'The Handmaid's Tale' Season 2 Theories To Consider Now That The Show Has Caught Up With The Source Material
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It feels like only yesterday that I sobbed my way through the first episode of The Handmaid's Tale, and now the season finale of the Hulu series is already here. In these past seven weeks, the show has spared no expense and pulled no punches whole exploring the gritty depths of a fundamentalist American dystopia — and it’s going to do it all over again when it returns for its second season. But now that the show has reached the point where Margaret Atwood’s novel ended, what will happen in Season 2 of The Handmaid’s Tale?

Fans who’ve read the book know that the show will be in completely new territory when it returns; the actual plot of The Handmaid’s Tale is rather thin, and the show has already covered most of that ground. But all this means is that the show will be able to spread its wings and create all new stories. "There's a huge gap between the epilogue and the end of the book where there's a lot of unanswered questions," Elisabeth Moss told TV Guide when discussing what Season 2 of The Handmaids’ Tale might bring. "There's so much that hasn't been said in that book and we're looking to explore that with Margaret [Atwood]."

Obviously this makes predicting where the show will go from here difficult—with no more source material to return to, how do you guess at where things will go next? With that in mind, I’ve got a few ideas of some elements Season 2 might introduce:

Offred’s Incarceration

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The final few moments of the season finale when Offred is led into the Eye’s truck feels like it was ripped right out of the ending of the book, almost word for word in some places. However, the context is radically different, as it’s implied Offred is actually being ushered out by Mayday, and Nick has been part of the resistance the whole time. In the show, Offred has disobeyed Gilead’s laws and she’s currently with child, which complicates, matters. I’m going to wager a guess and say that she’s actually being punished and not rescued, but that it’ll put her right back at the Waterfords where she was before. This is a TV show, after all; they can’t have Offred running off to Canada just yet if they want this series to run for a couple more seasons.

Offred’s Mom

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Conspicuously absent throughout the first season was Offred’s mother, who in the book features as a prominent character in Offred’s flashbacks of the world before Gilead. A staunch second-wave feminist who participated in “Take Back The Night” rallies, pro-choice rallies, and pornography burnings, Offred’s mother is meant to represent a more radical side of feminism that Offred ultimately takes for granted. I suspect that she was dropped from Season 1 to make time for the many added side-stories that don’t center around Offred, but it would be nice to bring her in next season, especially now that Offred has been positioned as a particular brand of feminist heroine.

The Other Handmaids

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Shows like Orange Is The New Black and Lost may have pioneered the character-informing flashback, but there’s no reason why The Handmaid’s Tale can’t pick that ball up and run with it. What was Alma like before she was made into a handmaid? What about the new Ofglen? Answering these questions could definitely fill a lot of time in Season 2.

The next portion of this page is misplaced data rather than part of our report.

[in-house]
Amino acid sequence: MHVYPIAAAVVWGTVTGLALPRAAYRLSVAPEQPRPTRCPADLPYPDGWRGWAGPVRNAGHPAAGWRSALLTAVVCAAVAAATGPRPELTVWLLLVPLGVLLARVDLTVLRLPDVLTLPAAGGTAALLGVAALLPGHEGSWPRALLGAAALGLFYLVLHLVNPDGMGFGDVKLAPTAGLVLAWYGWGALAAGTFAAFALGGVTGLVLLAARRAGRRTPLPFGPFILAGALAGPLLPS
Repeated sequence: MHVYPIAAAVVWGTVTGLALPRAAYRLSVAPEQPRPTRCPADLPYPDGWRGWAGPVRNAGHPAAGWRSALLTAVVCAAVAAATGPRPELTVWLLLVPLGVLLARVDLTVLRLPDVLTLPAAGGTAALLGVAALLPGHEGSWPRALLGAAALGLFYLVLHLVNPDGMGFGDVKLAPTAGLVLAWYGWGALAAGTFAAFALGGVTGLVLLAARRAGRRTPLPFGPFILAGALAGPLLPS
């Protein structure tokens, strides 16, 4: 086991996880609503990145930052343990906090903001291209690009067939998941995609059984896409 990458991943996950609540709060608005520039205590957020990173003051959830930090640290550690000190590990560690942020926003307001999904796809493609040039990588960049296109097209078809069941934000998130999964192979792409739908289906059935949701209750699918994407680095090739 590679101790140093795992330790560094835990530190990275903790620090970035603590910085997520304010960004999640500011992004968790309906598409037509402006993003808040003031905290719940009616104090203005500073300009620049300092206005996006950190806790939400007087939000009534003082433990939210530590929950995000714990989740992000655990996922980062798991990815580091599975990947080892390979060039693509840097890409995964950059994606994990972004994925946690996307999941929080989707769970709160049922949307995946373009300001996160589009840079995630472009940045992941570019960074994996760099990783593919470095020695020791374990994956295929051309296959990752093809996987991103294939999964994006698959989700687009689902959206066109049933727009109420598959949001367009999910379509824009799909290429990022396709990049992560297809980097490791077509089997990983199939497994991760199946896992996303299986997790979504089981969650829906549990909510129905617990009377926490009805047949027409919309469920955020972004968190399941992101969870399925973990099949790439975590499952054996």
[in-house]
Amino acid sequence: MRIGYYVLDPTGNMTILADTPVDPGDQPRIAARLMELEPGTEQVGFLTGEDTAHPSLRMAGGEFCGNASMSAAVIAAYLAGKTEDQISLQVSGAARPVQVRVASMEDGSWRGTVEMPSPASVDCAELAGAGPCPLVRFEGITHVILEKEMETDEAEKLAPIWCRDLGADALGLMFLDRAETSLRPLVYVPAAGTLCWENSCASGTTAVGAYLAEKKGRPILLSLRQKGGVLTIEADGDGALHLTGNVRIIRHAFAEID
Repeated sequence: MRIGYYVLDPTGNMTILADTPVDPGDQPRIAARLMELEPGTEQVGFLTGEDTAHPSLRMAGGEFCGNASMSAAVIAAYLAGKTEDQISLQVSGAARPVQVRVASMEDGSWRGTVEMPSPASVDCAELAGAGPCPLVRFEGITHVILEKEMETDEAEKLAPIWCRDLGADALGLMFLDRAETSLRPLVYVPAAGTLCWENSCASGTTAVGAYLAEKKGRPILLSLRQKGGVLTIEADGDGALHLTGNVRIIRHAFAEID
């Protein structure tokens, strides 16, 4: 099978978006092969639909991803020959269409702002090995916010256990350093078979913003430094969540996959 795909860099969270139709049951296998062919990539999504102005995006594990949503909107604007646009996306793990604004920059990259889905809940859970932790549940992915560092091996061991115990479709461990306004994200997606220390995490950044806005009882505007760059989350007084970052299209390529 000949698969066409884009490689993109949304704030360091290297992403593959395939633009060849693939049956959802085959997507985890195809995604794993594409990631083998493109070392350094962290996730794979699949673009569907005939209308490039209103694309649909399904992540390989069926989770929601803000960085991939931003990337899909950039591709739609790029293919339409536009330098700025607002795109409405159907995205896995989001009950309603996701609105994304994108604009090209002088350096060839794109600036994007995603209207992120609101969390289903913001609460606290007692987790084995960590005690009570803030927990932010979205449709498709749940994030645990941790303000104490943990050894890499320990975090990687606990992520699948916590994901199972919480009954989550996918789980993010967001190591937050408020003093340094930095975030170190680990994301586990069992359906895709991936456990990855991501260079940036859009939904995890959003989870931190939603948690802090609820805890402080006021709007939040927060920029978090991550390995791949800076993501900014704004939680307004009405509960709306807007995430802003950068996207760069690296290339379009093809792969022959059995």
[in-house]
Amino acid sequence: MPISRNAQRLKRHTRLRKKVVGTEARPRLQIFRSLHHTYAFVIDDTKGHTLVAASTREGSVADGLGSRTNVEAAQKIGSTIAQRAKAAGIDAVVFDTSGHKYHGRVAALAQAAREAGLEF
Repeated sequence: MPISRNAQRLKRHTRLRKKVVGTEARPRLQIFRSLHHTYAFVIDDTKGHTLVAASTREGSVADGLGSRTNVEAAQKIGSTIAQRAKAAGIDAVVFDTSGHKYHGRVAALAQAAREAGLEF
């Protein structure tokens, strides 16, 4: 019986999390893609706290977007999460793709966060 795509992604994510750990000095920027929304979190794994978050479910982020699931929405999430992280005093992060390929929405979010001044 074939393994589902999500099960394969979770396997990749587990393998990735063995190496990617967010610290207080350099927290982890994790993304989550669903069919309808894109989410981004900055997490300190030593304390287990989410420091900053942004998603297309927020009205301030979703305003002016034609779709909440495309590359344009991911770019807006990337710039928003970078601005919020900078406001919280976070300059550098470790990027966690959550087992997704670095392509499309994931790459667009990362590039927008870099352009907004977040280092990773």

The Rest Of Gilead

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All we see of Gilead from Offred’s perspective is the world of handmaid’s and commanders, but there are tons of other people struggling to get by. In the book, there’s an entire class of women known as econowives who are classified as the wives of poor and working-class men, and who basically perform all the duties a ‘50s housewife is expected to take on — raising children, cleaning the house, cooking, and doing the shopping. I could totally see how, if your life already looked like that before Gilead took over, it wouldn’t seem like such a bad place, which might be a really interesting concept to explore for at least an episode.

Aunt Lydia

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Lydia is an imposing presence in the novel; her words echo around Offred constantly as she remembers her Red Center training and what was said to her to break her down. But in the show, the character has become an even more active presence in interesting ways. I don’t know that I’d necessarily want to see her life before Gilead, but I’d definitely love to see what it’s like now, when she’s not taking care of her “girls.” Now that she’s the most prominent villain for the handmaid’s to rise up against, odds are she’s not going away anytime soon.

Luke and Moira

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Hands up, who else started crying the second they saw Luke waiting for Moira outside the Canadian refugee center? In the book, Luke is still missing and Moira is stuck at Jezebel’s, so there are plenty of new and interesting directions in which the show could take both of their storylines now that they’re safe across the border. And, of course, there’s also the quiet handmaid who was rescued along with Luke, who might be able to open up more to a woman who’s shared so many horrific experiences with her.

Regardless of what Season 2 of The Handmaid's Tale becomes, one thing is for sure: it's definitely going to mess me up all over again when it finally arrives.